Dreadful Possibilities, Neglected Probabilities
Introduction (Via Cass Sunstein & Richard Zeckhauser)
Dreadful possibilities stimulate strong emotional responses, such as fear and anxiety. Fortunately, most high-consequence negative events have tiny probabilities, because life is no longer nasty, brutish and short. But when emotions take charge, probabilities get neglected. Consequently, in the face of a fearsome risk, people often exaggerate the benefits of preventive, risk-reducing, or ameliorative measures. In both personal life and politics, the result is harmful overreactions to risks.
One salient manifestation of probability neglect is that in two situations involving the same dreadful possibility, one much more likely to unfold than the other, individuals may value risk elimination nearly equally even though probabilities may differ by a factor of 20 or more. People focus on the bad outcome itself, and are inattentive to how unlikely it is to occur – hence their overreaction when the risk is low.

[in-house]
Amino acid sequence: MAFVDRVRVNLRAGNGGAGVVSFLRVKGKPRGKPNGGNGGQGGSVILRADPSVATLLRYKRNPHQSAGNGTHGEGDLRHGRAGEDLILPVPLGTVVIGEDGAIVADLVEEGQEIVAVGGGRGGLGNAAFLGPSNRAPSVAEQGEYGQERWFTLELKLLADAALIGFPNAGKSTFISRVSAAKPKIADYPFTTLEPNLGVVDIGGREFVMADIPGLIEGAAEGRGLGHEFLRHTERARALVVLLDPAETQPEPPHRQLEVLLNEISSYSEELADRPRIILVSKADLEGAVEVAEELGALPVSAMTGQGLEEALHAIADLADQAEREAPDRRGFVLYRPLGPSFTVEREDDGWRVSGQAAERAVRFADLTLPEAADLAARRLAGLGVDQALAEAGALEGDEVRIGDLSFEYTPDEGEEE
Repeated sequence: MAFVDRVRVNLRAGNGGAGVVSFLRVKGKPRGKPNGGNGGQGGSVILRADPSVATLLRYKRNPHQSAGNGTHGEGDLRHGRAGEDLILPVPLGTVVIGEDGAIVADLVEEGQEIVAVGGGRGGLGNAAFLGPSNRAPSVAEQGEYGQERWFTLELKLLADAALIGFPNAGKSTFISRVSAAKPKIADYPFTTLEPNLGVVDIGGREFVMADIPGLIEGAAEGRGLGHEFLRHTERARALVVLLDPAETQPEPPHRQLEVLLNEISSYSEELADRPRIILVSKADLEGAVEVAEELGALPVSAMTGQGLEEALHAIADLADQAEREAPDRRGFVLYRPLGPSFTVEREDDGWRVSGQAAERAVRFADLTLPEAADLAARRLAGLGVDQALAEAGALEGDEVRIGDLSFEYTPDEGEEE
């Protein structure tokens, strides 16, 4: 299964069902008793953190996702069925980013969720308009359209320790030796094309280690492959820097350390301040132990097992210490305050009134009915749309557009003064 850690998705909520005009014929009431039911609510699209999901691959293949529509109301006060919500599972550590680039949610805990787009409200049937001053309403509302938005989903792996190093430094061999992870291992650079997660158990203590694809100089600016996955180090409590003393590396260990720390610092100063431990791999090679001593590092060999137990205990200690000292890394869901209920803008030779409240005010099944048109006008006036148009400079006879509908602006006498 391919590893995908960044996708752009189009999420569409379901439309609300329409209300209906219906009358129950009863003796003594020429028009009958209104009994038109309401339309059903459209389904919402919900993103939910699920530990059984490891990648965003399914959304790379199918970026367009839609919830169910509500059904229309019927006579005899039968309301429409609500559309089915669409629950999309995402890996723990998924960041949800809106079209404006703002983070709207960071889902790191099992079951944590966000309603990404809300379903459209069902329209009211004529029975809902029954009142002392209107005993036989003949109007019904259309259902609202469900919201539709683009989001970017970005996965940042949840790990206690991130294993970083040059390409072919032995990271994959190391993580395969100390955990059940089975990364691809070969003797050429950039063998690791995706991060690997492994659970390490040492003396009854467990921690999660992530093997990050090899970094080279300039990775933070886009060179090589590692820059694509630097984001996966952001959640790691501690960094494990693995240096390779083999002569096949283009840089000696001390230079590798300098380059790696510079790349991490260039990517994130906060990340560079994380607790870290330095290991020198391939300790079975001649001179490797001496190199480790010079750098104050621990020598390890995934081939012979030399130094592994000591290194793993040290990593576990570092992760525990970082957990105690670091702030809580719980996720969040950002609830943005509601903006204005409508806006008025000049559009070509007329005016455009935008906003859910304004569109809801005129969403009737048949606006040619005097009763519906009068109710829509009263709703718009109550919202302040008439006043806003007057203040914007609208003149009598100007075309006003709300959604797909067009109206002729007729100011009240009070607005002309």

In other words, those who suffer from probability neglect would give up too much to wipe out a low-probability risk (moving from 0.001 to 0.000). They will frequently take excessive preventive action.
Corporations and governments suffer equivalent fates, in part because they need to respond to individuals and in part because of their own natural tendencies. Patt and Zeckhauser labelled such overreactions as action bias in a 2000 article in the Journal of Risk and Uncertainty. That bias is especially likely if the relevant actors are able to obtain credit from themselves or the public for responding to the risk.